Education

‘Disgust and disappointment.’ Parents upset that web-based program remains at school.

School board members in Lincoln County on Thursday did not end a controversial web-based learning program that some middle school parents have been fighting.

After school board members announced at a packed meeting that the decision to use Summit Learning rested not with them but with the middle school decision-making council, an angry response was posted Thursday night on the Facebook page called “Lincoln County Parents and Teachers against Summit Learning.”

“Disgust and disappointment. Those are the feelings after tonight’s meeting where the Board has decided to hand the decision back to the SBDM council regarding Summit Learning. We have elected positions for a reason --to represent our districts...for checks and balances...for accountability. Such an upsetting and passive response from our Board.”

The school board is asking the Lincoln County Middle School council to revisit the decision to make Summit Learning mandatory, saying the council might not have complied with the Kentucky Open Records Act. School board members did not give their opinion on Summit Learning.

While the program has strong support from some Kentucky school administrators and families, parents in Lincoln County — along with parents in some other districts across the country — oppose Summit Learning. The school board’s written findings said that an appeal to the board from a parent raised concerns about privacy of student data, about whether there was sufficient data to show effectiveness and about whether the school council followed proper procedures.

Every Summit Learning classroom has three core components, Summit officials say: a focus on teaching through projects, a mentoring program for every student, and a drive to equip students with the skills and habits associated with lifelong learning, such as self-direction. In addition to what is taught by teachers, students access additional learning resources, set goals, and track their progress via an online platform.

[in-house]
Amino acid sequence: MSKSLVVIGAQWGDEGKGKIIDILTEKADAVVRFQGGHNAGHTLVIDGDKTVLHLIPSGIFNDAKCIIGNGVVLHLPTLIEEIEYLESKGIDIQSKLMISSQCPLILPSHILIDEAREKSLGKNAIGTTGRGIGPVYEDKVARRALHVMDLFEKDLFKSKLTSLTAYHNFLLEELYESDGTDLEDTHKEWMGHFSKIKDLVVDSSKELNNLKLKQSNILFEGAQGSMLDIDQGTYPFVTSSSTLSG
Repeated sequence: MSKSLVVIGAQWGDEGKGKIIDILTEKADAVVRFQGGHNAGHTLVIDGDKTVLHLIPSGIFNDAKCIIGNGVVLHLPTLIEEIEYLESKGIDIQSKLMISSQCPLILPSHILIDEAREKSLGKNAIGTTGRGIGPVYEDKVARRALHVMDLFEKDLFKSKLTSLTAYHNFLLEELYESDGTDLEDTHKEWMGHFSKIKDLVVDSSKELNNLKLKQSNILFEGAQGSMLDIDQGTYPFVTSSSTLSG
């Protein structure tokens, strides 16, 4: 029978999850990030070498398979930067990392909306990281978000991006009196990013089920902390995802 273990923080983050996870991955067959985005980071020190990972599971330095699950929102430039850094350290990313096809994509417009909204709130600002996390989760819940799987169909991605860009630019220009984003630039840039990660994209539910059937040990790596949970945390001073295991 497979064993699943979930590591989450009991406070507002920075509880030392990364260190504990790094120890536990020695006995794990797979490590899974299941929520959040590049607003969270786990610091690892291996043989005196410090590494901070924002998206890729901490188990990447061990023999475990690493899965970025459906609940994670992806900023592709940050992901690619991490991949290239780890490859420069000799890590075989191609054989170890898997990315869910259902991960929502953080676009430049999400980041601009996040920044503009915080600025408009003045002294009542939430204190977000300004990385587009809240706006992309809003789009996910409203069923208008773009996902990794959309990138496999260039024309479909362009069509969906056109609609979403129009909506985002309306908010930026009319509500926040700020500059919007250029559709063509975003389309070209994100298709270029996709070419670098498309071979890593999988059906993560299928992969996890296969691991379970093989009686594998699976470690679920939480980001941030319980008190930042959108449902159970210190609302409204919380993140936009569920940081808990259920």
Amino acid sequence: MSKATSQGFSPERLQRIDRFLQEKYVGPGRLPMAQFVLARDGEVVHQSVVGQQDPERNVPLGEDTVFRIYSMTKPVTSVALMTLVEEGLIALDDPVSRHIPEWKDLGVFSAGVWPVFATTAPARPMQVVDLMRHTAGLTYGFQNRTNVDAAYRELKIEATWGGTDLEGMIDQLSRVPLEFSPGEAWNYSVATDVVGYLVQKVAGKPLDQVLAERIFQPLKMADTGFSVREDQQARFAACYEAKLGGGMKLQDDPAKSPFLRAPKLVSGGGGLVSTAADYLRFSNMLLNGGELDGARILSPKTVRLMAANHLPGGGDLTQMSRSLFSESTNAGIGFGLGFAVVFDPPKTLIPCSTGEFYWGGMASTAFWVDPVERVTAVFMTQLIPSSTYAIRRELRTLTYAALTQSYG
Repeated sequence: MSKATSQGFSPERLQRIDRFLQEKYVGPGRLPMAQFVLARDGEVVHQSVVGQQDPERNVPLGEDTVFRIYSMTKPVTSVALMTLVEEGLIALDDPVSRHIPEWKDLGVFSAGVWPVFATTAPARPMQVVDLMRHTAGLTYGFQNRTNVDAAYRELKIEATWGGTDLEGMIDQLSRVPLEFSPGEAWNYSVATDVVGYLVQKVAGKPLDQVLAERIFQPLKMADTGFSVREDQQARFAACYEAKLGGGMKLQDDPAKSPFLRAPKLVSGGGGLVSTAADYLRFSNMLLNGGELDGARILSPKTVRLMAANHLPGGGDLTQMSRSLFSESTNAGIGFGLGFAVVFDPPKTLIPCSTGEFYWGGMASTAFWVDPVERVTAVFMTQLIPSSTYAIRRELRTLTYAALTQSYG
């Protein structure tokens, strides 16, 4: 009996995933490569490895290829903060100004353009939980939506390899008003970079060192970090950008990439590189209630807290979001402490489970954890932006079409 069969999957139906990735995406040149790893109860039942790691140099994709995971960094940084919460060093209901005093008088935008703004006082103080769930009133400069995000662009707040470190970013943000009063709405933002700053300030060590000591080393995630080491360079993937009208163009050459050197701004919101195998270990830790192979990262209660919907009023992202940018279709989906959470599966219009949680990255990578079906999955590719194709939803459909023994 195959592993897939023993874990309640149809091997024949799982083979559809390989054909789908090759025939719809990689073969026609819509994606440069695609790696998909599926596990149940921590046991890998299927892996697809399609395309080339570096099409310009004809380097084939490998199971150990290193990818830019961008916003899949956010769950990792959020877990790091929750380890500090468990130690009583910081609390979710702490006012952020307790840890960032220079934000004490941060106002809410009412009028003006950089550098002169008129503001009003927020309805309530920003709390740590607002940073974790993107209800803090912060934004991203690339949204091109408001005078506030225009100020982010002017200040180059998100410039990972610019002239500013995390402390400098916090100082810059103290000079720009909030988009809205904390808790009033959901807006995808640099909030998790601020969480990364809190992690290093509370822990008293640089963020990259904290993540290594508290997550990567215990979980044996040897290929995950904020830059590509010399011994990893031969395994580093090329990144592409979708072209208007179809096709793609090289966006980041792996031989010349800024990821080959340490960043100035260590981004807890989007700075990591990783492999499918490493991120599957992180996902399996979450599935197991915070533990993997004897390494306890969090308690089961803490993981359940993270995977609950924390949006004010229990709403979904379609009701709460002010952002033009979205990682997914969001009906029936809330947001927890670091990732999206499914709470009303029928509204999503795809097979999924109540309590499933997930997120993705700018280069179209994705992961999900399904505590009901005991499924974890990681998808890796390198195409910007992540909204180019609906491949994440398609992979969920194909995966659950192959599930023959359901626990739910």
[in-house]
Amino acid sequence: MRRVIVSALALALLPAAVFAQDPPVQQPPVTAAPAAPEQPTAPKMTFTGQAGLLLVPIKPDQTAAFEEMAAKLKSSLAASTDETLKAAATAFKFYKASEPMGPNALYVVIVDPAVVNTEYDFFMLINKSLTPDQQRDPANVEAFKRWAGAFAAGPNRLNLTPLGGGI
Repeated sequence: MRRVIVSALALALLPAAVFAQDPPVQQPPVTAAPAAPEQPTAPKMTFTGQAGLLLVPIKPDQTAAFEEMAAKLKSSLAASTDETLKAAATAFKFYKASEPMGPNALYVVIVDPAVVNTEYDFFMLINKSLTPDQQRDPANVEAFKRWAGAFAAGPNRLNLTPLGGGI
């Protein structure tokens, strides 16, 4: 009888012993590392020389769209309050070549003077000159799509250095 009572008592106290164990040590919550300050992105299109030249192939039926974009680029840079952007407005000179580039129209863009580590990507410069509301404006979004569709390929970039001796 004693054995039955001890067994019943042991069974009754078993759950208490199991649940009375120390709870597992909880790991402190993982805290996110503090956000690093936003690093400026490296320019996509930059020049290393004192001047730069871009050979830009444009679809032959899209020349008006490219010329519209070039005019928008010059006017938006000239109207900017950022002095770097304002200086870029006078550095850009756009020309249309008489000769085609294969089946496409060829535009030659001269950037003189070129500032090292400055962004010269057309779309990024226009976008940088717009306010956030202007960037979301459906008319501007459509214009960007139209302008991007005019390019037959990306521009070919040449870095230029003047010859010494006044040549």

After the meeting, Lincoln school board members referred questions to Superintendent Michael Rowe who said as of now, the program is still mandatory at Lincoln Middle “unless the council will change their mind.”

Rowe said he was hoping the school council would rule on the appeal of the program as “quick as possible.”

“I think our stakeholders need an answer one way or the other,” he said.

Cindy Wesley, who has a child entering middle school, said she understood the rules that led to the school board’s decision on Thursday, but does not think Summit Learning should be mandatory.

Wesley said she visited a classroom using Summit Learning and thought that students were not actively engaged in learning as they watched videos on their Chromebooks.

“They are there to learn, they are there to be engaged. I just don’t think this is the appropriate thing for my child,” she said.

In May, some parents kept their children home one day in protest of the mandatory school-wide implementation of the program.

More than 30 Kentucky schools are using Summit Learning, Summit Learning Senior Director of Communications Catherine Madden told the Herald-Leader in May. Madden confirmed that there had been “pockets of pushback” over Summit Learning in Kansas, New York, Pennsylvania and Connecticut.

Madden said the numbers of people opposing the program does not represent the vast majority of the 380 schools that offer Summit Learning which is currently used by more than 72,000 students.

The board’s written findings said that school council members thought that a pilot program of the Summit Learning program “did show benefits and that the program would lead to academic success.”

Summit Learning, which is free to schools, gets some support from the Chan Zuckerberg Initiative which is led by Facebook chief executive Mark Zuckerberg, and his wife Priscilla Chan, Dakarai I. Aarons, Communications Manager of Education for the Chan Zuckerberg Initiative told the Herald-Leader in May.

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